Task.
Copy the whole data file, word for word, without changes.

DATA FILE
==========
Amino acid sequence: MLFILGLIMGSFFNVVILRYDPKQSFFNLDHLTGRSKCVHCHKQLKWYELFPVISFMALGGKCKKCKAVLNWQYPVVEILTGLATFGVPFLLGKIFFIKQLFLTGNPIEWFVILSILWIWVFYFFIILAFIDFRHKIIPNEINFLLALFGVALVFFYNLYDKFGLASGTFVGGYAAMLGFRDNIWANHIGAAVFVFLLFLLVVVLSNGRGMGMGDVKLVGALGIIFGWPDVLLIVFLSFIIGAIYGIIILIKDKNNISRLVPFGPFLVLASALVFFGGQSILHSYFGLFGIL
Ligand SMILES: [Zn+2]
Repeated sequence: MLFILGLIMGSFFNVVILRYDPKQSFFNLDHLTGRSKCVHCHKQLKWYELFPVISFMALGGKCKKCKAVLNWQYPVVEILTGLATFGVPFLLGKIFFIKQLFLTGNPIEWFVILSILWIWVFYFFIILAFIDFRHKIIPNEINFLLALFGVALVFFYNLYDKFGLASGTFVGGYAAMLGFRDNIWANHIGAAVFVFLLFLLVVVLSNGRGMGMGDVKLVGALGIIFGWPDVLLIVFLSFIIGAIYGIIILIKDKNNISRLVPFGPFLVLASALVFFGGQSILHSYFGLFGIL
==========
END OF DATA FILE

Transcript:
Amino acid sequence: MLFILGLIMGSFFNVVILRYDPKQSFFNLDHLTGRSKCVHCHKQLKWYELFPVISFMALGGKCKKCKAVLNWQYPVVEILTGLATFGVPFLLGKIFFIKQLFLTGNPIEWFVILSILWIWVFYFFIILAFIDFRHKIIPNEINFLLALFGVALVFFYNLYDKFGLASGTFVGGYAAMLGFRDNIWANHIGAAVFVFLLFLLVVVLSNGRGMGMGDVKLVGALGIIFGWPDVLLIVFLSFIIGAIYGIIILIKDKNNISRLVPFGPFLVLASALVFFGGQSILHSYFGLFGIL
Ligand SMILES: [Zn+2]
Repeated sequence: MLFILGLIMGSFFNVVILRYDPKQSFFNLDHLTGRSKCVHCHKQLKWYELFPVISFMALGGKCKKCKAVLNWQYPVVEILTGLATFGVPFLLGKIFFIKQLFLTGNPIEWFVILSILWIWVFYFFIILAFIDFRHKIIPNEINFLLALFGVALVFFYNLYDKFGLASGTFVGGYAAMLGFRDNIWANHIGAAVFVFLLFLLVVVLSNGRGMGMGDVKLVGALGIIFGWPDVLLIVFLSFIIGAIYGIIILIKDKNNISRLVPFGPFLVLASALVFFGGQSILHSYFGLFGIL